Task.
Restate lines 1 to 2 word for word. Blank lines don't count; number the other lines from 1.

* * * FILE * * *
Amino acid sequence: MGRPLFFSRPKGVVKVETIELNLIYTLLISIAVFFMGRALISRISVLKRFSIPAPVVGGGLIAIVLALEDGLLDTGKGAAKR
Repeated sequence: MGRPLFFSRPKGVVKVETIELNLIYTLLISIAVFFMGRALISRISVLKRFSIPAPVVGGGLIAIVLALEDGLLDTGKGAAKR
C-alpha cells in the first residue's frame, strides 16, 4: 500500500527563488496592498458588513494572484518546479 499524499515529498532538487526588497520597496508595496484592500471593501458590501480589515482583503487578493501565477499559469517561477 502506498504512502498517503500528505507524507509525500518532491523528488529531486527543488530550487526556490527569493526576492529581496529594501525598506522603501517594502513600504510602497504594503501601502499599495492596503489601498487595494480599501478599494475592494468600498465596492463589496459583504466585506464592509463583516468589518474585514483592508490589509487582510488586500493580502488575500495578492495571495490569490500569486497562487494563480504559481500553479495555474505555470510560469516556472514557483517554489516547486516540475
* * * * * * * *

Amino acid sequence: MGRPLFFSRPKGVVKVETIELNLIYTLLISIAVFFMGRALISRISVLKRFSIPAPVVGGGLIAIVLALEDGLLDTGKGAAKR
Repeated sequence: MGRPLFFSRPKGVVKVETIELNLIYTLLISIAVFFMGRALISRISVLKRFSIPAPVVGGGLIAIVLALEDGLLDTGKGAAKR